Over the road in Loros I buy a copy of Graham Joyce's thirteenth and penultimate novel Some Kind of Fairy Tale. I ask the shopkeeper if he knew Graham. He didn't, but when in conversation I mention that Graham had been a fan of Coventry City, the man opens up. He's a Derby fan himself. He says he doesn't watch Match of the Day because he can't bear it when men talk about football. Neither of us comments on the irony as we proceed to have a friendly and apparently mutually enjoyable chat – about football.
I have a sense that Clarendon Books, around the corner on Clarendon Park Road, will be the highlight of my afternoon and, indeed, when I get there the signs are good. In one of the boxes outside is a copy, albeit in poor condition, of Christopher Kenworthy's short story collection Will You Hold Me? I've known Chris as long as I knew Graham, since the late 1980s. He has lived in Australia for many years now. His collection contains some of my favourite short stories. They are as affecting as they are odd. Odd, in my opinion, or in this context anyway, is an entirely positive descriptor.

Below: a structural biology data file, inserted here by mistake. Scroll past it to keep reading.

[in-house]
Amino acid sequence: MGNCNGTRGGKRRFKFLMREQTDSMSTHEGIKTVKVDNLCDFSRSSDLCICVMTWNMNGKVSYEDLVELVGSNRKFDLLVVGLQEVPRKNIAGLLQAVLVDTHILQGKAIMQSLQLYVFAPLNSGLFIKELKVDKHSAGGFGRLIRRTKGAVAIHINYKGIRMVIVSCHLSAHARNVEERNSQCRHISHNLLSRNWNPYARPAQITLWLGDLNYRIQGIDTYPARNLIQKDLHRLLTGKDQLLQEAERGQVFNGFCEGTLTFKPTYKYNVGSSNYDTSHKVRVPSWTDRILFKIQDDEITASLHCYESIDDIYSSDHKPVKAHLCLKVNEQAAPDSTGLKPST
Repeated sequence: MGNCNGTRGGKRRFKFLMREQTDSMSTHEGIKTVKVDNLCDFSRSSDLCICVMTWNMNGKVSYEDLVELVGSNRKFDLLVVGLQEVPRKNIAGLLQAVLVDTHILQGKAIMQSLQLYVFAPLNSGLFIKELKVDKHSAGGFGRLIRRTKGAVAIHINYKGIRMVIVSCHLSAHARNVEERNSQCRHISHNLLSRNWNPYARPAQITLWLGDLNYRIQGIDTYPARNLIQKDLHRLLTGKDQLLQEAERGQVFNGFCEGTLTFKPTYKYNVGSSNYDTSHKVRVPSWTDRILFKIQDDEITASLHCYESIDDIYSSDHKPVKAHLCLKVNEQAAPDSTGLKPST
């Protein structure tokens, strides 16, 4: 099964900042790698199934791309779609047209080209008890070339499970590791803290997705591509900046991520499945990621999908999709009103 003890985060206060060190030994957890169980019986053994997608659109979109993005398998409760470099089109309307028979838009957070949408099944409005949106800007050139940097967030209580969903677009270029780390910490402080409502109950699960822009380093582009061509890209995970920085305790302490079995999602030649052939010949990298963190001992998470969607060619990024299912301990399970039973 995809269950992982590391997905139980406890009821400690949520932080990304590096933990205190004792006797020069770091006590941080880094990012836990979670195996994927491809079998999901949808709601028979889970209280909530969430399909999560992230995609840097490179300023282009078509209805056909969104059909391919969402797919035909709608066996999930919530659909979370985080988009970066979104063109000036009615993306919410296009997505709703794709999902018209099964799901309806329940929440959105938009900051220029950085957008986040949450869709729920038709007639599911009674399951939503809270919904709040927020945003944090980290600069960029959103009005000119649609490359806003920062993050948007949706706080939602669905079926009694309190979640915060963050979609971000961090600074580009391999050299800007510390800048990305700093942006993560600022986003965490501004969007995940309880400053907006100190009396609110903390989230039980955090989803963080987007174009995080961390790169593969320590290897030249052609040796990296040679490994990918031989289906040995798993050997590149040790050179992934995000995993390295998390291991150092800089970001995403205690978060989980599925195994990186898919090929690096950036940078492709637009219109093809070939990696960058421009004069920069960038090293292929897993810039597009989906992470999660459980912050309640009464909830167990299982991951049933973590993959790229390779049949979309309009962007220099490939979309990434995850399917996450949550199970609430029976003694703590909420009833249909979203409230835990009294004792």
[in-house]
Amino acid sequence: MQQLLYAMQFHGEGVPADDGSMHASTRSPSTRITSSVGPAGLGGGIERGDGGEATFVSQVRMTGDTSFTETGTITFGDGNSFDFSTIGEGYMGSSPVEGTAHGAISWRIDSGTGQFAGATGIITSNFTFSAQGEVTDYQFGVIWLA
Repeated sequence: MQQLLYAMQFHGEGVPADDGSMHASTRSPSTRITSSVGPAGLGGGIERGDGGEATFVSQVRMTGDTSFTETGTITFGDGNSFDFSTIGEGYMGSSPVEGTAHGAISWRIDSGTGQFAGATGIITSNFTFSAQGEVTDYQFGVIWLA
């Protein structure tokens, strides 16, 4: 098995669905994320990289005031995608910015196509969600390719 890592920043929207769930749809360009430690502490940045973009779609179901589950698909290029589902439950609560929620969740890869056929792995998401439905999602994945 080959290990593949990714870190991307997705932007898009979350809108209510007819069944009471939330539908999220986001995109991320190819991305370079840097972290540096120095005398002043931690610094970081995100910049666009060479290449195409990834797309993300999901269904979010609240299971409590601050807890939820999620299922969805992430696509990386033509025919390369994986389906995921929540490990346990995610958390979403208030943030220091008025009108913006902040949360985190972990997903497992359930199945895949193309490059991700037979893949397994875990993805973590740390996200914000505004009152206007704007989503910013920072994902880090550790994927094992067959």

As I push open the door of Clarendon Books, the carpet beneath it rucks up. I poke my head around a pile of books and apologise to the proprietor. 'It's been happening all day,' he tells me. Clarendon Books is similar to Tin Drum Books, although with even more books crammed into a smaller space. The choice is wider, the space between the shelves narrower. I find a Picador by John Cowper Powys that I don't have – Weymouth Sands. When I get it home it will join five others of his books and the six of them will account for an impressive nine inches of shelf space. Cowper Powys, a writer of long books, died the year I was born, our lives overlapping for only three months. It says on the back of Weymouth Sands, '… the stones of Chesil Beach are as much characters as the human beings.' Some might say that of a more recent novel by another author.